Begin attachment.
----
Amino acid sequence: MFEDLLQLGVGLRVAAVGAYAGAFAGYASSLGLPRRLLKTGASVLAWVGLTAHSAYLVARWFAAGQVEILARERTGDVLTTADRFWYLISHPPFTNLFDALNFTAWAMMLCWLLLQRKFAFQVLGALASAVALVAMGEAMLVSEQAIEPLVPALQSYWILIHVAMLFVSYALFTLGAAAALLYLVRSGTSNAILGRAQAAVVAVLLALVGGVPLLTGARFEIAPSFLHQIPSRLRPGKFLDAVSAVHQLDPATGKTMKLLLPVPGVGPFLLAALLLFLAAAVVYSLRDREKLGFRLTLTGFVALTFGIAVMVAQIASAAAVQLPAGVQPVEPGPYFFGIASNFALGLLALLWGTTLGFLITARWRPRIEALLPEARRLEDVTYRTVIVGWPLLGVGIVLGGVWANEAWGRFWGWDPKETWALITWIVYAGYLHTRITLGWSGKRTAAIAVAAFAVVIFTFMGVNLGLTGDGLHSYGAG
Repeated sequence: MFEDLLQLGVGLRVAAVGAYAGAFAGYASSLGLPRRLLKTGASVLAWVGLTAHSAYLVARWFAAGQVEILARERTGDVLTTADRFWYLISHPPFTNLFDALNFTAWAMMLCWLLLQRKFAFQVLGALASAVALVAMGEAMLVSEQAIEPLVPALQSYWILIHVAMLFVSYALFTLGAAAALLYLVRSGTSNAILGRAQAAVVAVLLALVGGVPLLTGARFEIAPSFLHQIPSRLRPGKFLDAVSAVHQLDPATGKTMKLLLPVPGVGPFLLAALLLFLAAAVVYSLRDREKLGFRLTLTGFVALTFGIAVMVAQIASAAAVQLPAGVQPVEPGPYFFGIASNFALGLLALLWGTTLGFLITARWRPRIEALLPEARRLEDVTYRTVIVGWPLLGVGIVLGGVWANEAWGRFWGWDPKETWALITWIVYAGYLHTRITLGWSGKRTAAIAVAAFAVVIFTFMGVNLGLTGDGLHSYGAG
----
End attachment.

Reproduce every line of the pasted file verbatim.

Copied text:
Amino acid sequence: MFEDLLQLGVGLRVAAVGAYAGAFAGYASSLGLPRRLLKTGASVLAWVGLTAHSAYLVARWFAAGQVEILARERTGDVLTTADRFWYLISHPPFTNLFDALNFTAWAMMLCWLLLQRKFAFQVLGALASAVALVAMGEAMLVSEQAIEPLVPALQSYWILIHVAMLFVSYALFTLGAAAALLYLVRSGTSNAILGRAQAAVVAVLLALVGGVPLLTGARFEIAPSFLHQIPSRLRPGKFLDAVSAVHQLDPATGKTMKLLLPVPGVGPFLLAALLLFLAAAVVYSLRDREKLGFRLTLTGFVALTFGIAVMVAQIASAAAVQLPAGVQPVEPGPYFFGIASNFALGLLALLWGTTLGFLITARWRPRIEALLPEARRLEDVTYRTVIVGWPLLGVGIVLGGVWANEAWGRFWGWDPKETWALITWIVYAGYLHTRITLGWSGKRTAAIAVAAFAVVIFTFMGVNLGLTGDGLHSYGAG
Repeated sequence: MFEDLLQLGVGLRVAAVGAYAGAFAGYASSLGLPRRLLKTGASVLAWVGLTAHSAYLVARWFAAGQVEILARERTGDVLTTADRFWYLISHPPFTNLFDALNFTAWAMMLCWLLLQRKFAFQVLGALASAVALVAMGEAMLVSEQAIEPLVPALQSYWILIHVAMLFVSYALFTLGAAAALLYLVRSGTSNAILGRAQAAVVAVLLALVGGVPLLTGARFEIAPSFLHQIPSRLRPGKFLDAVSAVHQLDPATGKTMKLLLPVPGVGPFLLAALLLFLAAAVVYSLRDREKLGFRLTLTGFVALTFGIAVMVAQIASAAAVQLPAGVQPVEPGPYFFGIASNFALGLLALLWGTTLGFLITARWRPRIEALLPEARRLEDVTYRTVIVGWPLLGVGIVLGGVWANEAWGRFWGWDPKETWALITWIVYAGYLHTRITLGWSGKRTAAIAVAAFAVVIFTFMGVNLGLTGDGLHSYGAG